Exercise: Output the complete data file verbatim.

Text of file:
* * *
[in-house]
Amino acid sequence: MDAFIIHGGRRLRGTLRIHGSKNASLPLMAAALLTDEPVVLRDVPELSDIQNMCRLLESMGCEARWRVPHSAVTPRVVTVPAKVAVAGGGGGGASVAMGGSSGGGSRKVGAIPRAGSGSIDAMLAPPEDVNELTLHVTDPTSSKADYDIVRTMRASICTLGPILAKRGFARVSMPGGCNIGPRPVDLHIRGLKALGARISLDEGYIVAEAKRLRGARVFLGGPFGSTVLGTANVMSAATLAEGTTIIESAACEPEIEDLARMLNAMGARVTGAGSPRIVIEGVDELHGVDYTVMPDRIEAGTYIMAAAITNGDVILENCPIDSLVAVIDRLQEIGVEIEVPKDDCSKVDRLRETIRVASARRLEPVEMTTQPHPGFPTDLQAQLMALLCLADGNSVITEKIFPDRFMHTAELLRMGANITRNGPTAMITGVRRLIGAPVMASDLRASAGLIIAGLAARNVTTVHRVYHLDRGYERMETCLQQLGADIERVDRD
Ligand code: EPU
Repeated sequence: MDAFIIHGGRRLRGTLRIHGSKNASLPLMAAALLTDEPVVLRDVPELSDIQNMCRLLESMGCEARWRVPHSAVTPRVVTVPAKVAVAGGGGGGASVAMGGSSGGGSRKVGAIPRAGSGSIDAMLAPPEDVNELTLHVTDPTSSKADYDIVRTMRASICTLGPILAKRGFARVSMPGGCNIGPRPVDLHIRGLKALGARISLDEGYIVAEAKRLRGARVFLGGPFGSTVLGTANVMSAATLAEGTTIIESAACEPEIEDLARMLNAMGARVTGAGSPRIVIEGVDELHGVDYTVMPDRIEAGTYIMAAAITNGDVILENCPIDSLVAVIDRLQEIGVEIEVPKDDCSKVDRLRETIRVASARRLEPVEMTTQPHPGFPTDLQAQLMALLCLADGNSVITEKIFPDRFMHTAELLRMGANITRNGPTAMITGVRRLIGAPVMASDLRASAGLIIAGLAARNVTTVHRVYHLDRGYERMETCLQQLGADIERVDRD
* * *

[in-house]
Amino acid sequence: MDAFIIHGGRRLRGTLRIHGSKNASLPLMAAALLTDEPVVLRDVPELSDIQNMCRLLESMGCEARWRVPHSAVTPRVVTVPAKVAVAGGGGGGASVAMGGSSGGGSRKVGAIPRAGSGSIDAMLAPPEDVNELTLHVTDPTSSKADYDIVRTMRASICTLGPILAKRGFARVSMPGGCNIGPRPVDLHIRGLKALGARISLDEGYIVAEAKRLRGARVFLGGPFGSTVLGTANVMSAATLAEGTTIIESAACEPEIEDLARMLNAMGARVTGAGSPRIVIEGVDELHGVDYTVMPDRIEAGTYIMAAAITNGDVILENCPIDSLVAVIDRLQEIGVEIEVPKDDCSKVDRLRETIRVASARRLEPVEMTTQPHPGFPTDLQAQLMALLCLADGNSVITEKIFPDRFMHTAELLRMGANITRNGPTAMITGVRRLIGAPVMASDLRASAGLIIAGLAARNVTTVHRVYHLDRGYERMETCLQQLGADIERVDRD
Ligand code: EPU
Repeated sequence: MDAFIIHGGRRLRGTLRIHGSKNASLPLMAAALLTDEPVVLRDVPELSDIQNMCRLLESMGCEARWRVPHSAVTPRVVTVPAKVAVAGGGGGGASVAMGGSSGGGSRKVGAIPRAGSGSIDAMLAPPEDVNELTLHVTDPTSSKADYDIVRTMRASICTLGPILAKRGFARVSMPGGCNIGPRPVDLHIRGLKALGARISLDEGYIVAEAKRLRGARVFLGGPFGSTVLGTANVMSAATLAEGTTIIESAACEPEIEDLARMLNAMGARVTGAGSPRIVIEGVDELHGVDYTVMPDRIEAGTYIMAAAITNGDVILENCPIDSLVAVIDRLQEIGVEIEVPKDDCSKVDRLRETIRVASARRLEPVEMTTQPHPGFPTDLQAQLMALLCLADGNSVITEKIFPDRFMHTAELLRMGANITRNGPTAMITGVRRLIGAPVMASDLRASAGLIIAGLAARNVTTVHRVYHLDRGYERMETCLQQLGADIERVDRD